Abstract Title

VPS35 D620N Inhibits Autophagy and Causes Cell Death by Regulating RNA-binding Protein Activity

Disciplines

Biology

Abstract

Parkinson’s disease (PD) is the most common motor disease in the USA. The primary clinical motor symptoms of PD result from loss of dopaminergic (DA) neurons in the substantia nigra with autophagy dysfunction being closely linked to this disease. Recently, a PD-causing mutation in VPS35 (D620N) was reported to block autophagy. However, preliminary investigation by other groups into a causal mechanism was limited to canonical VPS35 protein interactors in HeLa cells. To overcome these limitations we have performed an unbiased screen using mass spectrometry and RNA sequencing (RNA seq) to identify key protein interactors and pathways in a widely-used cellular model of PD. We have discovered that VPS35 protein interactors show a high enrichment for RNA-binding proteins including several known or suspected to be causal for ALS. Additionally, the D620N mutation resulted in a dramatic decrease in RNA-binding protein interaction. From our screen, Fused in Sarcoma (FUS) and Ewing sarcoma breakpoint region 1 (EWSR1) have emerged as lead candidates for mediating VPS35 D620N autophagy dysfunction. Based upon RNA-binding protein interaction, we examined the transcriptome of VPS35 WT and D620N cells and found changes indicative of alterations in RNA metabolism and autophagy. We hypothesize that VPS35 D620N inhibits autophagy and causes cell death by regulating RNA-binding protein activity.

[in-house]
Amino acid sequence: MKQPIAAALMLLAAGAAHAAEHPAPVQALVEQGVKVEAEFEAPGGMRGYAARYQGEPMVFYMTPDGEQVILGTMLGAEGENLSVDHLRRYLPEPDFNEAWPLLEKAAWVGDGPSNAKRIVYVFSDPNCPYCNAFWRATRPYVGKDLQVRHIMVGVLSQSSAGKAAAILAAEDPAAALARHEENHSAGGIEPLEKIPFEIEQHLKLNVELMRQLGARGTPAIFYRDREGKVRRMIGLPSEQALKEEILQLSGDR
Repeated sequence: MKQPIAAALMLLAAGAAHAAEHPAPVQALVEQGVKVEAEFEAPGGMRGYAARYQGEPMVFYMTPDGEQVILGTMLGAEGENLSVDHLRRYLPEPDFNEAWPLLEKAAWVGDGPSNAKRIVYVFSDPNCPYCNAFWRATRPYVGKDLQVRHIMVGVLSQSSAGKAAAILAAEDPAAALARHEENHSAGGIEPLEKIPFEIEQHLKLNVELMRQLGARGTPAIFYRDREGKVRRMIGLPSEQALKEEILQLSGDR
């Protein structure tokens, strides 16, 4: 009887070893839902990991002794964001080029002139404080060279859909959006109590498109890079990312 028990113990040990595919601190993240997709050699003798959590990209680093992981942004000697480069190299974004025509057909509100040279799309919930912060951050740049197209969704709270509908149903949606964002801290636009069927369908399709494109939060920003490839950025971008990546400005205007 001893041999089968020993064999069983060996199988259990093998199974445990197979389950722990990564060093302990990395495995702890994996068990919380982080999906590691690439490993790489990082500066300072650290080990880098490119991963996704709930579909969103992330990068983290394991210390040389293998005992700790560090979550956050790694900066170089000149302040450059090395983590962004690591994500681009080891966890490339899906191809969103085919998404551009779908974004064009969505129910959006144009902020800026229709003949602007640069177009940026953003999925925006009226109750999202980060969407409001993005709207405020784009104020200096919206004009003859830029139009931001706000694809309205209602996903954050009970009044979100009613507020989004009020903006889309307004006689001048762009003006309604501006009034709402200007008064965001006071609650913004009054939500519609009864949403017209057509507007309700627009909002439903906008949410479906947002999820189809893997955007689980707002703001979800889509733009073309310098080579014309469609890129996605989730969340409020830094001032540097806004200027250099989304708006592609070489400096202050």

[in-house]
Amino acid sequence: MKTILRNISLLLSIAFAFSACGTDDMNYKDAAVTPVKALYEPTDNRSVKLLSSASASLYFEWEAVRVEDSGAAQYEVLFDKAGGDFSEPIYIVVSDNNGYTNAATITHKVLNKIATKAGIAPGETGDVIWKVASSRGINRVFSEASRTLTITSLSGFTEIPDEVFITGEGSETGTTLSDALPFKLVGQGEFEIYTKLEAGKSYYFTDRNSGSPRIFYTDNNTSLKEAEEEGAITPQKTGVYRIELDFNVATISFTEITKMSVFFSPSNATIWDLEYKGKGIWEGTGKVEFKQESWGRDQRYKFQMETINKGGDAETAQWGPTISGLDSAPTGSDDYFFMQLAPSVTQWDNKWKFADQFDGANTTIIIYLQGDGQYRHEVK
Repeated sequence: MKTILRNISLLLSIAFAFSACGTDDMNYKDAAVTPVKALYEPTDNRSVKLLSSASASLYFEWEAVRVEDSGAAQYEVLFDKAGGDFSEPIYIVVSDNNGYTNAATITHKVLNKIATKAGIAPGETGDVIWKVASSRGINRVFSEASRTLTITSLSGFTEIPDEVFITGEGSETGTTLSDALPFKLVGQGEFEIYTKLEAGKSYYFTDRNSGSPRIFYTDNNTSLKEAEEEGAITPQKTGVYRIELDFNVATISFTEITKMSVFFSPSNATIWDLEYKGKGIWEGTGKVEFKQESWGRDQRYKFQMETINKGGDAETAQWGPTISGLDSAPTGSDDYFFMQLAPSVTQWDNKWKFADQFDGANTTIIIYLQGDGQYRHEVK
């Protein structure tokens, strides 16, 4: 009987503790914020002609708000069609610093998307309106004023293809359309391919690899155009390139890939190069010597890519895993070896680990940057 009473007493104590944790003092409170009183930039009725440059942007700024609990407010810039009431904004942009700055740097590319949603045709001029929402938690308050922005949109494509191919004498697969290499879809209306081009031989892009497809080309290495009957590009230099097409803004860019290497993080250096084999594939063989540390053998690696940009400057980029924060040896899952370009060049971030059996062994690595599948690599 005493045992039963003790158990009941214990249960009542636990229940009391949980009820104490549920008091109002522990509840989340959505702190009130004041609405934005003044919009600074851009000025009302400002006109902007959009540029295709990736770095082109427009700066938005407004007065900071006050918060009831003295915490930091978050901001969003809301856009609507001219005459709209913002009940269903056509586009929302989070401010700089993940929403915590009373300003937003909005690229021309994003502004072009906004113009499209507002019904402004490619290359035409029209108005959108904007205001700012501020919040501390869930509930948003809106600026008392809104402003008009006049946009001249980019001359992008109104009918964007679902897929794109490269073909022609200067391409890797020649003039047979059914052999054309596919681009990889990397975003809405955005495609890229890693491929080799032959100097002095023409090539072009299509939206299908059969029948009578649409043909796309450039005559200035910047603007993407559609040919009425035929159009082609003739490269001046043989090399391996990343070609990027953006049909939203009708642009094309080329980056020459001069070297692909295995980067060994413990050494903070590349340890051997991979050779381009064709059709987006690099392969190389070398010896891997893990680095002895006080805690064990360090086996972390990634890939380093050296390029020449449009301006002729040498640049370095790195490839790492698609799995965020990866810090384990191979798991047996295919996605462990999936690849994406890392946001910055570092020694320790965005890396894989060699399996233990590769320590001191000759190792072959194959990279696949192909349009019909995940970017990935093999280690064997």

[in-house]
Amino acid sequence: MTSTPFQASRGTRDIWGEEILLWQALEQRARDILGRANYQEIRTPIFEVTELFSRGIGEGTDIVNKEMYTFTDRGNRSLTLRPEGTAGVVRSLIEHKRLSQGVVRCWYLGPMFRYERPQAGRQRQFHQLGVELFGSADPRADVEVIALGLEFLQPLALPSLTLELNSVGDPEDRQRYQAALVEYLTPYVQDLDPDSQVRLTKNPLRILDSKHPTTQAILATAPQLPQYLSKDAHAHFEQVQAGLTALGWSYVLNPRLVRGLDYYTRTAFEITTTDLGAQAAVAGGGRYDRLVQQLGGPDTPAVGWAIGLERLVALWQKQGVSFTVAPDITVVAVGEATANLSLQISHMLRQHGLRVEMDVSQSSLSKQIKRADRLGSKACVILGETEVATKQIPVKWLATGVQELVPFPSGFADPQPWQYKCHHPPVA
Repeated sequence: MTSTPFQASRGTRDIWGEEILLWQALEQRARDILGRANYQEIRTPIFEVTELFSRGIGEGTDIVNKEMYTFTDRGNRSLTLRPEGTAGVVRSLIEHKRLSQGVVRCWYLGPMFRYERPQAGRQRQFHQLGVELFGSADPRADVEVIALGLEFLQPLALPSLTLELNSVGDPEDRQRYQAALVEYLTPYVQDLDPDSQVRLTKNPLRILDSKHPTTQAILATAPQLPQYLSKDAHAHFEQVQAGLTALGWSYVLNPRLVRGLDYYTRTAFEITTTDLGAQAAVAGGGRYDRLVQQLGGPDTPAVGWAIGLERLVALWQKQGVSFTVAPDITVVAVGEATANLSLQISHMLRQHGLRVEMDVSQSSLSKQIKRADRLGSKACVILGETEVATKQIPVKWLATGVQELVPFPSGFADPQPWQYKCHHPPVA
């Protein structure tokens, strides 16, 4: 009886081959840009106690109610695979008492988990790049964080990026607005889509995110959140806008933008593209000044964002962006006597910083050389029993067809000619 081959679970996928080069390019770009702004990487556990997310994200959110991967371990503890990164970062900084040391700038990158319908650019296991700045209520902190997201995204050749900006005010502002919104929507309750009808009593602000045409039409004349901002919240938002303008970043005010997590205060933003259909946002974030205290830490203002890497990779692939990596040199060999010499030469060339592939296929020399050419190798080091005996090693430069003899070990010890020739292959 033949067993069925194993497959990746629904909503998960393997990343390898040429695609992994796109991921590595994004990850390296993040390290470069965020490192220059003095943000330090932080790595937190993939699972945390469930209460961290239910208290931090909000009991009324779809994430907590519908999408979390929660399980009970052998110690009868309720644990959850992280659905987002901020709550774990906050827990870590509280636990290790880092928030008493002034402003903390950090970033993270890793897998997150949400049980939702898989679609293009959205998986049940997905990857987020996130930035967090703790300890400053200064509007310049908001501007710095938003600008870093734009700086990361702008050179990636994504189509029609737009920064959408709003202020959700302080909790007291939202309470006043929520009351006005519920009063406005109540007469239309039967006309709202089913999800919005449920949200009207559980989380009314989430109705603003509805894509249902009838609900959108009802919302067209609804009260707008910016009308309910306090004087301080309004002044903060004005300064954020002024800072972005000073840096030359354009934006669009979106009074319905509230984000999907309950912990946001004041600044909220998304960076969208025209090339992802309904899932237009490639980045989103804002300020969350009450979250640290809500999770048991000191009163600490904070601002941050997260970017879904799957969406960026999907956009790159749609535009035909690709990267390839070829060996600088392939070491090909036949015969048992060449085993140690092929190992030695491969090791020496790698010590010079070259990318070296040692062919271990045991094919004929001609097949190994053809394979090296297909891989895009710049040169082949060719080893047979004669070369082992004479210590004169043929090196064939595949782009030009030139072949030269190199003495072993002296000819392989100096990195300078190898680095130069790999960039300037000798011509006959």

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VPS35 D620N Inhibits Autophagy and Causes Cell Death by Regulating RNA-binding Protein Activity

Parkinson’s disease (PD) is the most common motor disease in the USA. The primary clinical motor symptoms of PD result from loss of dopaminergic (DA) neurons in the substantia nigra with autophagy dysfunction being closely linked to this disease. Recently, a PD-causing mutation in VPS35 (D620N) was reported to block autophagy. However, preliminary investigation by other groups into a causal mechanism was limited to canonical VPS35 protein interactors in HeLa cells. To overcome these limitations we have performed an unbiased screen using mass spectrometry and RNA sequencing (RNA seq) to identify key protein interactors and pathways in a widely-used cellular model of PD. We have discovered that VPS35 protein interactors show a high enrichment for RNA-binding proteins including several known or suspected to be causal for ALS. Additionally, the D620N mutation resulted in a dramatic decrease in RNA-binding protein interaction. From our screen, Fused in Sarcoma (FUS) and Ewing sarcoma breakpoint region 1 (EWSR1) have emerged as lead candidates for mediating VPS35 D620N autophagy dysfunction. Based upon RNA-binding protein interaction, we examined the transcriptome of VPS35 WT and D620N cells and found changes indicative of alterations in RNA metabolism and autophagy. We hypothesize that VPS35 D620N inhibits autophagy and causes cell death by regulating RNA-binding protein activity.